Blasting the stratosphere with a load of solar radiation to augment the emissions from his godsire’s Celestial abode had been a solid, scientifically vetted idea. The extra UV rays he’d discharged from his fingertips had accelerated ozone production, and for a while he’d believed the crisis slowed, if not solved. But the hyper-paced oxygen cycle had also amplified energy output, creating miscreant solar flares, a couple of which had whipped across the Cosmos and breached the lower regions of the Higher Worlds.
Needless to say, the atmospheric fireworks hadn’t amused the Celestials or Heaven’s ruling Council. And as punishment for his hubris, Karna had been saddled with an annoying quirk—his body temperature was now directly proportional to his emotions—specifically, high-voltage anger. And stoicism did not come naturally to him.
“Whoever it is, tell them I’m indisposed,” he said, turning back to the tablet to scan a news report about a recent grisly murder near Hyderabad. He wondered if asuras were involved.
Protecting the Human Realm from the demon race was a fulltime, energy-sucking occupation. He just wasn’t in the mood for idle chitchat, heavenly politics or an unasked-for performance report. And from the surging energy levels he sensed wafting out of the living room, one or all three outcomes were assured as his visitors were definitely from the Higher Worlds. The heightened electromagnetic pulse wasn’t the sole indication of uninvited Celestial company—his friend and aide my-lorded him only when heavenly protocol needed to be followed.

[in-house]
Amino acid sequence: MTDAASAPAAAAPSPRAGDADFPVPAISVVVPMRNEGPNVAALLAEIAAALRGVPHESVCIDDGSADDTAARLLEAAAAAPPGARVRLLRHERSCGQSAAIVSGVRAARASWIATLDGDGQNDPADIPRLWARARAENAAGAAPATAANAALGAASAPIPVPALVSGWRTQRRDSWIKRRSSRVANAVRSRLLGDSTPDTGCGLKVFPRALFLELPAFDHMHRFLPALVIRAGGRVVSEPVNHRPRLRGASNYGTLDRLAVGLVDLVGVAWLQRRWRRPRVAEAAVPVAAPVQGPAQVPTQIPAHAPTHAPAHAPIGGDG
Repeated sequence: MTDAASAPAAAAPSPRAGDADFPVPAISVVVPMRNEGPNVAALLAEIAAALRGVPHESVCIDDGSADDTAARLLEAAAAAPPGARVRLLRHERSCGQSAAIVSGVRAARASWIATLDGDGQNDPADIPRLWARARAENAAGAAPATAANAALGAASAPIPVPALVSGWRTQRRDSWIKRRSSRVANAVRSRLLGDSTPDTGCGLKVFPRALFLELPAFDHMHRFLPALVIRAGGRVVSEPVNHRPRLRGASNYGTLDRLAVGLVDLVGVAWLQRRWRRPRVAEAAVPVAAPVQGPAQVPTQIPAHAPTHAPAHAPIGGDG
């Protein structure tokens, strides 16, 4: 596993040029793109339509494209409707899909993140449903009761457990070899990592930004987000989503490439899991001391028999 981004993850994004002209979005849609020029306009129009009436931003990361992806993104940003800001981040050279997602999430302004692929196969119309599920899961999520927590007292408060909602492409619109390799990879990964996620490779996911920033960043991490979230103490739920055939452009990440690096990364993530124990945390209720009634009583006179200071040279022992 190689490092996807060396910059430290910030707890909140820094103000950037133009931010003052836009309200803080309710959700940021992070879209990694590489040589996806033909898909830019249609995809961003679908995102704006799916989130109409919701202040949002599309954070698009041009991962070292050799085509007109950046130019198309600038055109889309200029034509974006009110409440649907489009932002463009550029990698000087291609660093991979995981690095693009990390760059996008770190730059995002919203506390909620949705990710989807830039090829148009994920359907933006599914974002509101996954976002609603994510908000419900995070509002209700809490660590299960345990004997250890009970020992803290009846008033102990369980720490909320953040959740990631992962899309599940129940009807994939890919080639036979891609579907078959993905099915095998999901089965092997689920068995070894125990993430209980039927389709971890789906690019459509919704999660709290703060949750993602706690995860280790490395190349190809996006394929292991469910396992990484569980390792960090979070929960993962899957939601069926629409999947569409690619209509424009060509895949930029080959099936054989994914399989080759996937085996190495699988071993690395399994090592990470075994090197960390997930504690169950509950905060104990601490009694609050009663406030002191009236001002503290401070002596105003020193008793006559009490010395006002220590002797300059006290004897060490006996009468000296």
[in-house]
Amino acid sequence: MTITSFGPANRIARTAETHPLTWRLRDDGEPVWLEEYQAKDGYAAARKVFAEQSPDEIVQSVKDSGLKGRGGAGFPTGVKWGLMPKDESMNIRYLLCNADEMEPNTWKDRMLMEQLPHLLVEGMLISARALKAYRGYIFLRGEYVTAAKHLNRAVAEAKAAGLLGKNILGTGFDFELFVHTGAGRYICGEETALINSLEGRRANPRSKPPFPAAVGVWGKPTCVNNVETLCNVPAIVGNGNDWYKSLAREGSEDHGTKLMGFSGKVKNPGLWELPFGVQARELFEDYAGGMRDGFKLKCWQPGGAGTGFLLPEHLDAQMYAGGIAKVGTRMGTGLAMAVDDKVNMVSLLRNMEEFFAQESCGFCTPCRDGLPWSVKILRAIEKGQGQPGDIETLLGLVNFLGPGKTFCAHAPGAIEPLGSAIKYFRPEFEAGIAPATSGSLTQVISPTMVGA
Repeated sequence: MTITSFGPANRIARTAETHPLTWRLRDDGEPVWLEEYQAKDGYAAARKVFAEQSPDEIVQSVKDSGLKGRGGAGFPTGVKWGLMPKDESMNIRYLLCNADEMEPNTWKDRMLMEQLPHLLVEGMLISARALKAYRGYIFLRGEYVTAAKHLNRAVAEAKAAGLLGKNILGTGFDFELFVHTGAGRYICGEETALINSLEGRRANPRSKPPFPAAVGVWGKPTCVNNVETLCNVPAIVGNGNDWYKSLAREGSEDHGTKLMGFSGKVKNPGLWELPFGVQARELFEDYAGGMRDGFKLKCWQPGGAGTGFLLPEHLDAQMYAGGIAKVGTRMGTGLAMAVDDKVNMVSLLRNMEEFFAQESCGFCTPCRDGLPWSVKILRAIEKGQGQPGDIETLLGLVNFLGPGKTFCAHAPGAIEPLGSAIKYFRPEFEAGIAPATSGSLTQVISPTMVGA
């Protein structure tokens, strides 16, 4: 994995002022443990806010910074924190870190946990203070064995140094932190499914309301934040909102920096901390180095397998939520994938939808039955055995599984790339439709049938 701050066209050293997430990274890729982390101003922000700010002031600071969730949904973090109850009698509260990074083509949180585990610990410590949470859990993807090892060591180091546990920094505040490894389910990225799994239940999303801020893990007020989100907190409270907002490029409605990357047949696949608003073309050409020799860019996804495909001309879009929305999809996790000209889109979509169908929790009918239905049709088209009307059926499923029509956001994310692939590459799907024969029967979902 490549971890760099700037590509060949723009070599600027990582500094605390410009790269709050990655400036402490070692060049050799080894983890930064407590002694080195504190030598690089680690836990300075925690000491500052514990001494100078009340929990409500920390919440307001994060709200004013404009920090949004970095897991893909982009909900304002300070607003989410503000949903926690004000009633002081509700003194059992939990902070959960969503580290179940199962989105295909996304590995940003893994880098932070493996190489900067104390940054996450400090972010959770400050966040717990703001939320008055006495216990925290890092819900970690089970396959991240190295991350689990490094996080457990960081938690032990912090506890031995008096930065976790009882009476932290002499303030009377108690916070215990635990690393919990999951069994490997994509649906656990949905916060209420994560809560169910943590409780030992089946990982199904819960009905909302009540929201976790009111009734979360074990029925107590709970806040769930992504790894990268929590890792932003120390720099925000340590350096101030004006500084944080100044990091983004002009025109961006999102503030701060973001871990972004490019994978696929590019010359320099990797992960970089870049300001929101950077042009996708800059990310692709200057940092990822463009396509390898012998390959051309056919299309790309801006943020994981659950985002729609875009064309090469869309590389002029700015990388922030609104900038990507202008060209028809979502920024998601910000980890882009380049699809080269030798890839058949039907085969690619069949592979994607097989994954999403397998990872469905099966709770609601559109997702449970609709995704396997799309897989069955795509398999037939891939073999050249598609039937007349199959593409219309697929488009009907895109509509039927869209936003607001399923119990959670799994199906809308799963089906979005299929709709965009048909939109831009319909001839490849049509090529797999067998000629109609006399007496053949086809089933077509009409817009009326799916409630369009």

“I doubt the excuse will fly with the Patriarchs or the Matriarchs,” said Lavya, coming to stand on the other side of the massive black onyx desk dominating the chamber.
Karna went rigid with shock when he heard who his visitors were. The entire Council gracing the Human Realm all at once was highly unusual. Not just unusual—it spelled cataclysmic.
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Falguni Kothari is a New York-based hybrid author, and an amateur Latin and Ballroom dance silver medalist with a semi-professional background in Indian Classical dance. She writes in a variety of genres sewn together by the colorful and cultural threads of her South Asian heritage and expat experiences. She's published in India in contemporary fiction with global e-book availability, and will launch her mythic fantasy series, The Age of Kali, in November of 2015. When not writing or dancing or being house-wifey, she fools around on all manner of social media, and loves to connect with readers.